We've all heard of threads. No, not the stuff hanging loosely from your clothes. I mean threads, as in multitasking. Most modern languages have all sorts of nifty facilities that allow you to create, manipulate and destroy them at will and with minimal effort. There are even abstractions that will manage a set of threads for you, so that you can spawn a bunch of tasks, and let them tell you when they're done. You can synchronize them yourself. You can put up cyclic barriers to make them all wait at a specific point in the code. You can make them return a value when they're done. Or you can just spawn them and let them run all by their lonesome. Of course, not everyone trusts the built-in facilities... Now you might expect this sort of thing from Joe Offshore, but not from certain huge, blue companies.

Baron inherited something written by such a huge, blue company. Basically, it monitors a database, does some work for each changed record and then deletes the record from the database. Unfortunately, this little beast suffers from horrific performance problems and requires frequent server reboots to get things running again.

One of the original support folks from Huge Blue asked if increasing the number of threads helped. After a couple of months of trial and error, it was determined that 5 threads was optimal, but it only increased the reboot interval; it did not really fix the problem.

Finally, Baron dug into the code and found a snakepit-o-wtf™ so deep and pervasive, that you should be required to take a sedative before entering the code...

Some of the more egregious offences include:

  • The thread pool manager is not thread safe
  • Exceptions were not caught, but sent to the console instead of the log4j log file
  • The thread pool manager manages creation of threads up to a certain count, but the threads themselves decrement that count upon completion and remove themselves from the array - unsynchronized
  • As threads are removed from the array, the application becomes single threaded over time

abstract class ThreadPoolManager {
    static String SQL_LOG = "sql.";  /* NOI18N */
    private static final Log logger = LogFactory.getLog(ThreadPoolManager.class);

    protected static int poolSize;
    protected static int largestPoolSize;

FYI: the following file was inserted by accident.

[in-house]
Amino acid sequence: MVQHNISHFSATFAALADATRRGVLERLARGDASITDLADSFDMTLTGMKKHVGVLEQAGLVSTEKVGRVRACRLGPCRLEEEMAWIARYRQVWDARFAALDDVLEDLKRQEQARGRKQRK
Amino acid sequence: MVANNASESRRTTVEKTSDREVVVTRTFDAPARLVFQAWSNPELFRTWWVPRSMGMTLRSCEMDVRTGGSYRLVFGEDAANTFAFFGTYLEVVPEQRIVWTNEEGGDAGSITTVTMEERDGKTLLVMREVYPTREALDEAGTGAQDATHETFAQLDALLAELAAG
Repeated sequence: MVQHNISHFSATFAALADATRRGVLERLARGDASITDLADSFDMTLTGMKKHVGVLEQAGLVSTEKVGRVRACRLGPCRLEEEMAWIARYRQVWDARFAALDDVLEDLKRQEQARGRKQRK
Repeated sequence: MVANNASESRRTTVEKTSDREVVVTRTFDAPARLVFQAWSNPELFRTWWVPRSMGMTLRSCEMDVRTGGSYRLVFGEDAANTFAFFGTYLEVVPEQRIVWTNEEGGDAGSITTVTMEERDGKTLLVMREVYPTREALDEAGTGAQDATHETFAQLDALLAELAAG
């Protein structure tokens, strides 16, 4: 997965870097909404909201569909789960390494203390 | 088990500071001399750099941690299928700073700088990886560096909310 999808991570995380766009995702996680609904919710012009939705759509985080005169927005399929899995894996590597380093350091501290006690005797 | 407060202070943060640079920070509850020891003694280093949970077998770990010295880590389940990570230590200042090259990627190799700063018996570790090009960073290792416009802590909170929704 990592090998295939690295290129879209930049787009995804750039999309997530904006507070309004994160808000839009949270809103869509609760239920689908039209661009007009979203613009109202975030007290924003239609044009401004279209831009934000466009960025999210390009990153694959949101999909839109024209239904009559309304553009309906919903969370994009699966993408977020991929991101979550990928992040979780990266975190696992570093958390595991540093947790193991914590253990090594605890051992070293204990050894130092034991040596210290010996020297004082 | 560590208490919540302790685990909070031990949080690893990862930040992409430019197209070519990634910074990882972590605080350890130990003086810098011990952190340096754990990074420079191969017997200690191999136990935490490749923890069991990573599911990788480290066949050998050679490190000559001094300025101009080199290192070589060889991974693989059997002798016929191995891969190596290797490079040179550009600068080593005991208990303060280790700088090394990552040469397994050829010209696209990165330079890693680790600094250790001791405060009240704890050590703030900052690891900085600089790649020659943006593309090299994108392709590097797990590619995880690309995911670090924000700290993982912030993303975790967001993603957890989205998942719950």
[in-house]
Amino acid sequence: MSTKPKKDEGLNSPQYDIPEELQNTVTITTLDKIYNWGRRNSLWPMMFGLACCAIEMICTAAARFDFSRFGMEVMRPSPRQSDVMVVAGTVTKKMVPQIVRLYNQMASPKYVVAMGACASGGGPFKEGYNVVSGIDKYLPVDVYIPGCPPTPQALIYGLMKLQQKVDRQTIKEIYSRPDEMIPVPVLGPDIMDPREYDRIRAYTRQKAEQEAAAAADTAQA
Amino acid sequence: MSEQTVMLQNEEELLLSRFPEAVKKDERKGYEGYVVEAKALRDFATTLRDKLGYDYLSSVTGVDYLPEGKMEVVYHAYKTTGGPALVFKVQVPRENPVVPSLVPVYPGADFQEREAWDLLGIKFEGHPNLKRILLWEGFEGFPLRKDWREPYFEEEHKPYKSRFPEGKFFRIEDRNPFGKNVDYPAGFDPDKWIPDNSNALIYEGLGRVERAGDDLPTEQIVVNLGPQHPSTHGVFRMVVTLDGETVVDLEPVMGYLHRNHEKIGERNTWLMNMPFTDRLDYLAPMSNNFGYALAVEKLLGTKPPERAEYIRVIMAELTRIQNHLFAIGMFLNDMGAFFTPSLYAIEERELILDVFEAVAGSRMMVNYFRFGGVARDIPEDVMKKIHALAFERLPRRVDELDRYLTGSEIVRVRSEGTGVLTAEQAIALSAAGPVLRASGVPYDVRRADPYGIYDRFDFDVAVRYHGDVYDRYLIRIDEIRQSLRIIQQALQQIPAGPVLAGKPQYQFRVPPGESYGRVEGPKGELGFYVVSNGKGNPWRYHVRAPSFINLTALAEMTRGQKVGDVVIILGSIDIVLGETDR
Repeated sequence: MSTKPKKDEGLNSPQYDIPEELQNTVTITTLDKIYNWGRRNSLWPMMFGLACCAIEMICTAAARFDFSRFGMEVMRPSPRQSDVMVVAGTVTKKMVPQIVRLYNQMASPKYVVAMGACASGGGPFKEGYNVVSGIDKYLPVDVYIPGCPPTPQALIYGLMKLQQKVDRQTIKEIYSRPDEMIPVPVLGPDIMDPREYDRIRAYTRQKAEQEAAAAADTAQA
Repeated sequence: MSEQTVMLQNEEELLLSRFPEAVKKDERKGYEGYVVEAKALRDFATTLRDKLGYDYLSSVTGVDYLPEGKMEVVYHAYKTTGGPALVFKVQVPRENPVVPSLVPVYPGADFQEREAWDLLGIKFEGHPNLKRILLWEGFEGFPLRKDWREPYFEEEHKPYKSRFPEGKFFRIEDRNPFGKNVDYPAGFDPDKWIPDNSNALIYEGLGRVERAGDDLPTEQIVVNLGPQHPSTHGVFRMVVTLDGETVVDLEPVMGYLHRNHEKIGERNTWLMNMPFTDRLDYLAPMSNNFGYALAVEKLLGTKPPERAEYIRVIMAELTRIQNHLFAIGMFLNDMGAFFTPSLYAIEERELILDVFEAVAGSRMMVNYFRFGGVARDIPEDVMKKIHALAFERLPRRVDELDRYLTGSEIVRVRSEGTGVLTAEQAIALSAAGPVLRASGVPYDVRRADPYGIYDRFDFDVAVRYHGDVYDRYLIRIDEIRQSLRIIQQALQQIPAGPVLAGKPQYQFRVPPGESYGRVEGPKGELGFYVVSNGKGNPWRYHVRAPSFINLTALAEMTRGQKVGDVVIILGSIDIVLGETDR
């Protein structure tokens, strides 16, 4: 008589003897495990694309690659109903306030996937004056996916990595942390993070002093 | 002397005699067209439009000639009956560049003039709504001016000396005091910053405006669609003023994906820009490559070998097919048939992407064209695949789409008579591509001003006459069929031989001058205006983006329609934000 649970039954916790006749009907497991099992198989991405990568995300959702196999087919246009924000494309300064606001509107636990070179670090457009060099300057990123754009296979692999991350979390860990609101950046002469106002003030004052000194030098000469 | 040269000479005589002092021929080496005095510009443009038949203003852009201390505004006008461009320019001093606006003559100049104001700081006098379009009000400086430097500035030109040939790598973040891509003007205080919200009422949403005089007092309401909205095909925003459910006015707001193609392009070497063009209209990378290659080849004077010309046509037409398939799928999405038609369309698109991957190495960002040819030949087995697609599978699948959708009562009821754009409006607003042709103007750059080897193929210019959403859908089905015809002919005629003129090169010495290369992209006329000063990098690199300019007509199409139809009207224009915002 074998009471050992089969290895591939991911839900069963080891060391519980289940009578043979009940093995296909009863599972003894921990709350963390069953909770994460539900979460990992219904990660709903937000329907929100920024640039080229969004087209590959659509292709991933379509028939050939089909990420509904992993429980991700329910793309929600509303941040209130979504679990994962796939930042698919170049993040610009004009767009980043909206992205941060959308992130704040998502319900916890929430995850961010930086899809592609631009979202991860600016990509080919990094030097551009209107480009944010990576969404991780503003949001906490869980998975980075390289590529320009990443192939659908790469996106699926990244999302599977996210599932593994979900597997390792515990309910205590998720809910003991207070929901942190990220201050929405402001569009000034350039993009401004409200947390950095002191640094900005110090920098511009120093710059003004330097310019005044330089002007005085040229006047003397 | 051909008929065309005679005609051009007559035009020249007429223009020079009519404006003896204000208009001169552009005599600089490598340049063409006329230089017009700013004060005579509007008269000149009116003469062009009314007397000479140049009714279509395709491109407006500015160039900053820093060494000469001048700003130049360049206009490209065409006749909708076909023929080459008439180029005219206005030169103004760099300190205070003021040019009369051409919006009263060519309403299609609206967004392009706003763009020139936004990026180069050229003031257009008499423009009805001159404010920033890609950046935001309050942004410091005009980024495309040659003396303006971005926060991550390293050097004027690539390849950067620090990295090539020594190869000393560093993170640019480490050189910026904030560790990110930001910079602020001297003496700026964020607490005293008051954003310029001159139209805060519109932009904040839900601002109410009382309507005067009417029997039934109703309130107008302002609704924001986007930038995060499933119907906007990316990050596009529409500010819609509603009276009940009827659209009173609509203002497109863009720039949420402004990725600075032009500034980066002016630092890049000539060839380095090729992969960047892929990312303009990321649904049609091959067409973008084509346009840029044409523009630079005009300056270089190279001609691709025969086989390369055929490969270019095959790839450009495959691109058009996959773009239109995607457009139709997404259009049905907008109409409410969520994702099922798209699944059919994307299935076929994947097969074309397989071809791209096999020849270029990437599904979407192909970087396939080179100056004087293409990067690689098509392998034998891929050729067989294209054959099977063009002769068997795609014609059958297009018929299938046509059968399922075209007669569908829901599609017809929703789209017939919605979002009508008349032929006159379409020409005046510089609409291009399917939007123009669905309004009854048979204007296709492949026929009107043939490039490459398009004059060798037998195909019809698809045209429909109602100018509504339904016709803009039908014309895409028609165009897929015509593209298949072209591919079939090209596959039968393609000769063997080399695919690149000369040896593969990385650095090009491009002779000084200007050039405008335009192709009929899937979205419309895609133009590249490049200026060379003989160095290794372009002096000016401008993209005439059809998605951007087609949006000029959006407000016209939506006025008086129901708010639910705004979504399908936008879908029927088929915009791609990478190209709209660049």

protected static int minPoolSize;

    protected List workers = new ArrayList();

    private long completedTaskCount;

    protected Runnable execute(Runnable r) {
        Runnable next = addIfUnderMaximumPoolSize(r);
        return next;
    }

    private Thread addThread(Runnable r) {
        return new Thread(r);
    }

    private Runnable addIfUnderMaximumPoolSize(Runnable firstTask) {
        Thread t = null;
        Runnable next = null;
        try {
            if (poolSize < largestPoolSize) {
                next = firstTask;
                t = addThread(next);
            }
        } finally {
            // intentionally left blank
        }
        if (t == null) {
            return null;
        }
        t.start();
        return next;
    }

    private void runTask(Runnable task) {
        try {
            boolean ran = false;
            try {
                task.run();
                ran = true;
                ++completedTaskCount;
            } catch (RuntimeException ex) {
                logger.error("Error occured in afterExecute method.", ex);
                throw ex;
            }
        } finally {
            logger.debug("<-- runTask(task)");
        }
    }

    /**
     * Allow the subclass to request that a thread be terminated
     */
    protected void workerDone(Worker w) {
        logger.debug("--> workerDone(Worker w)");
        try {
            workers.remove(w);
            if (--poolSize > 0) {
                w.thread.interrupt();
                return;
            }
        } finally {
            logger.debug("<-- workerDone(Worker w)");
            w.thread.interrupt();
        }
    }

    private class Worker implements Runnable {
        /**
         * Initial task to run before entering run loop
         */
        private Runnable firstTask;
        /**
         * Thread this worker is running in.  Acts as a final field,
         * but cannot be set until thread is created.
         */
        Thread thread;

        Worker(Runnable r) {
            this.firstTask = r;
        }

        /**
         * Main run loop
         */
        public void run() {
            logger.debug("--> run()");
            try {
                Runnable task = firstTask;
                firstTask = null;
                Thread.interrupted();
                while (task != null) {
                    runTask(task);
                    task = null; // unnecessary but can help GC
                }
            } catch (Exception ie) {
                // fall through
            } finally {
                workerDone(this);
                logger.debug("<-- run()");
            }
        }
    } //end of class Worker

}

How many more can you find?